Restructuring of key leadership positions and pay
By JOSH RESNEK
Key jobs have been reassigned and key personnel have been moved to take the place of others as the administration at city hall led by Chief Financial Officer Eric Demas prepares for the slimmer tax revenue year coming up.
Jerry Navarro has been named the new Director of Public Works.
Robert Moreschi will be serving as the new Procurement Officer and also as Highway Superintendent.
Kevin O’Donnell, formerly the mayor’s chief of staff at $80,000 a year part-time, has been named as the city’s Human Resources Director and manager of the Labor Counsel with a nice raise.
Sabrina Firiciano has become the Executive Director of Health and Human Resources.
Lara Ammouri, formerly the head of Human Resources, will serve as the Director and Manager of the Labor Counsel.
The Coronavirus has wreaked havoc on the city budget here, and everywhere else in America but that does not count for anything as Everett must still pay its bills.
Demas is struggling to make ends meet given short- falls in income from the state and the federal government adding to COVID-19 expenses and unforeseen costs.
City property tax payments were put off for almost four months and Encore Casino and Hotel has not yet paid its money to the city which it owes.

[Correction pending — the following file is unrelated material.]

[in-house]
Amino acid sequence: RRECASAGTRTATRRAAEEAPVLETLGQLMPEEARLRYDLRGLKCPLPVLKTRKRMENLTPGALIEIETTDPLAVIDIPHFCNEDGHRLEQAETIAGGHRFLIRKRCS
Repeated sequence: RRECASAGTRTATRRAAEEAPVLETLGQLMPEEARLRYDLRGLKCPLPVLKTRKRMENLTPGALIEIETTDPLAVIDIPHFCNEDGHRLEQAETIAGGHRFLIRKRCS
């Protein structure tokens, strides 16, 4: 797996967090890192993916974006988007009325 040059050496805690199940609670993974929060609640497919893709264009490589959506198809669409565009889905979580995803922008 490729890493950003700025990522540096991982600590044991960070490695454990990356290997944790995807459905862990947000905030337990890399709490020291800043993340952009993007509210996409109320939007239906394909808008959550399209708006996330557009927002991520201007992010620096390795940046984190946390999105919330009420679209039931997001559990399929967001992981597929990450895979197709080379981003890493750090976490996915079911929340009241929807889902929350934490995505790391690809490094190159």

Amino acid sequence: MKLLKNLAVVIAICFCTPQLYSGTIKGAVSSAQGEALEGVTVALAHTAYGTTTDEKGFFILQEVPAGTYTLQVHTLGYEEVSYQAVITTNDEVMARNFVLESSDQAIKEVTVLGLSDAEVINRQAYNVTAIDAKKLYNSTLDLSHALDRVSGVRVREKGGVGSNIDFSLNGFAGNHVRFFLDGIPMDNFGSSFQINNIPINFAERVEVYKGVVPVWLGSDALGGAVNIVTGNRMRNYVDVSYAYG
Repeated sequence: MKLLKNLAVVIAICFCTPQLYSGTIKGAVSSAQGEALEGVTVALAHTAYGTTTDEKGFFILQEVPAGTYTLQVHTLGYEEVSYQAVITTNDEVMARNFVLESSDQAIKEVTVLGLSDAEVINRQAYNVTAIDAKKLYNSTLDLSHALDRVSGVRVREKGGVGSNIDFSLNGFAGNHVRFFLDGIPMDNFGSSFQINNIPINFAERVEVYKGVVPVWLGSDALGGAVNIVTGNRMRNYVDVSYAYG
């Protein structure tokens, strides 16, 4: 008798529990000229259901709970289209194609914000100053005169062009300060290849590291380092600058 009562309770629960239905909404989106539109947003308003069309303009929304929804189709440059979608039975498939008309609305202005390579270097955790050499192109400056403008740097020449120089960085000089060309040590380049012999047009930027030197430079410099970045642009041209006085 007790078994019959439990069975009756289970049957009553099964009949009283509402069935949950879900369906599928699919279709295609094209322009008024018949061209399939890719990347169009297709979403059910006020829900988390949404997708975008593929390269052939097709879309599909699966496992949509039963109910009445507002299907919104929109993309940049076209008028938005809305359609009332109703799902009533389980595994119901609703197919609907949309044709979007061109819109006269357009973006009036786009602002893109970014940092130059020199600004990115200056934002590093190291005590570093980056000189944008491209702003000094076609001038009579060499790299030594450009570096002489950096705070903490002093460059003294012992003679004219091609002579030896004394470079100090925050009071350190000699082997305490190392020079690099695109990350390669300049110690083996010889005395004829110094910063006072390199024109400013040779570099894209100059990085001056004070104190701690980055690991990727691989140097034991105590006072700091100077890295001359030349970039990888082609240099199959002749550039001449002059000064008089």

That $10 million has apparently been paid to the state by Encore in a new twist that startled city officials. The state will likely be reimbursing the city – at least that is what state officials and Encore executives have told the city.
In Everett’s case, expenditures are outpacing revenues which calls for fiscal conservatism in order to stave off what is perceived as a serious cash flow crunch.
The great economist Adam Smith, wrote in his book, “The Wealth of Nations,” …that those who spend far more than they take in doom themselves to inevitable bankruptcy.
Trying to stave the inevitable, Demas has been attempting to cut down exorbitant city hall staff expenses.
It is a game of musical chairs/merry-go-round type of employment reassignment with the highest paying city hall employees in order to cut expenses, to combine certain jobs titles, while placing some employees with new job designations at much lower salaries and others at higher salaries.